WWE should learn one vital lesson from TNA if they are to improve

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For a wrestling promotion that appears to be on life support, is losing its television deal with Destination America and cannot find an audience to continue to stay afloat, TNA Impact Wrestling is still proving it knows what it's doing in creating drama within its women's division.

Maybe WWE and its creative team, are you listening Stephanie McMahon, should sit back and watch the competition.

For some reason, when it comes to women in the squared circle, Dixie Carter and her writers just get it. 


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Wednesday night's featured segment of the night was part of the Knockout's Title Tournament featuring Gail Kim and Kharma - two veterans who know a thing or two about battles.

Not just beating the hell out of each other, but wrestling, building an arc and then telling a story of rivals who have been to war together.

Yes, it works and it works well. Maybe the closest thing to Trish Stratus and Lita we wrestling fans have been able to witness in some time.

And to make that kind of match the closing segment, the feature and the main part of programming. Brilliant, I say.

This isn't the first time TNA has used its Knockouts to promote its niche company, the one that still struggles to compete with the big, bad WWE and shies away from competition with the monster up in Stamford.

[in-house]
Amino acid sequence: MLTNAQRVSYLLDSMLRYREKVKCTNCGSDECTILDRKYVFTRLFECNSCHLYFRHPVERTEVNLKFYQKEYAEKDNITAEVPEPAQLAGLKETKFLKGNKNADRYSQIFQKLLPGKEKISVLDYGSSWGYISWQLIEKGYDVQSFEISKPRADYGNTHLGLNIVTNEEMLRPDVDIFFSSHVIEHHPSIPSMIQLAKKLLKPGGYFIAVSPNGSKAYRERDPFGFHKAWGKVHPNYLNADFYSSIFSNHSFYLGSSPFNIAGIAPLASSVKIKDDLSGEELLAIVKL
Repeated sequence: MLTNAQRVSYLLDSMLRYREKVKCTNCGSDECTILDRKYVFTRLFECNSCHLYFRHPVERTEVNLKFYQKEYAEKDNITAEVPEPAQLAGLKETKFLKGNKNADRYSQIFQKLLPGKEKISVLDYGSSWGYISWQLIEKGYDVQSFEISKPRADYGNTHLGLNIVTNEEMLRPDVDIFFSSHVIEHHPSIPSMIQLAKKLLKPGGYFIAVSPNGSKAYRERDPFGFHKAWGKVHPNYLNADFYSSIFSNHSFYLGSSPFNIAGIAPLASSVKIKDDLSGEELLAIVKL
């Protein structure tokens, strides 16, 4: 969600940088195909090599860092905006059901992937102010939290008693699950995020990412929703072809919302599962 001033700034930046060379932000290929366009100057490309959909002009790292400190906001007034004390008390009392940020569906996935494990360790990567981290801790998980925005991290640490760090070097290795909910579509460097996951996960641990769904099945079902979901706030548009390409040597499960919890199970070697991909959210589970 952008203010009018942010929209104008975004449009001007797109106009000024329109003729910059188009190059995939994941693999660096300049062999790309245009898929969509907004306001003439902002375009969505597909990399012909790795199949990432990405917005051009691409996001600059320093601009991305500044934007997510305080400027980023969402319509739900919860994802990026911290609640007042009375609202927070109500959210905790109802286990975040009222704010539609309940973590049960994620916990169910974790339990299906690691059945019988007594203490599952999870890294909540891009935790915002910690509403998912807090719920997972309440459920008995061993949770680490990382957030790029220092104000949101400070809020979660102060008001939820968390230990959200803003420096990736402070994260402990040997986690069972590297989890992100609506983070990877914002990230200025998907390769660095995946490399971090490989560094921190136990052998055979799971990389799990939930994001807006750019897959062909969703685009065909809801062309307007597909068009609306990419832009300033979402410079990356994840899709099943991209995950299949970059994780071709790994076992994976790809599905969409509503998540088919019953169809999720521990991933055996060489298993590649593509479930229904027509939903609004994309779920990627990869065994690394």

For the wrestling purest, TNA is the other white meat - a reference to an ad campaign a few years ago.

It's everything WWE is not, entrenched in some of the same ideals of the old NWA and AWA with shoot interviews, interactive commentary and an emphasis on the main event, mid card, tag teams and the lovely ladies in the ring, who by the way do not need a trio to back them up or some ridiculous notion of a revolution.


Yes, there are issues and missed opportunities and talent that has been salvaged from WWE to help support the fan base, but it has more of a feel of wrestling - the name that is on the marquee and the idea that the story is in the ring, not in the words of the competitors.

Vince McMahon bought WCW and eliminated all the other promotions before his takeover of the monopoly on the business.

That has hurt him because there is no one to technically fight with. When you are the only game in town, you are left with few options.

TNA isn't going to upstage anyone. The company is dealing with financial issues, bad timing, and a brand that is now being added by a new brand in the business - Global Force Wrestling and Jeff Jarrett.

Could TNA survive and become an even bigger brand? Yes, but a restructure of the format is needed. Not how the matches unfold, because Eric Young, Bobby Roode, Austin Aries and Gail Kim are some of the best in the world. 

It just works. And women are given the same air time, which is refreshing. 

What happens in the next eight weeks with the company searching for airtime and a new place to call home on your cable dial.

As long as the wrestlers continue to perform on this level, there is a chance for resuscitation. Otherwise the Knockouts and the other men who are better at delivering a solid match than the big brother up north will flatline without a notice.

Hopefully someone notices, and TNA can get another lifeline. 


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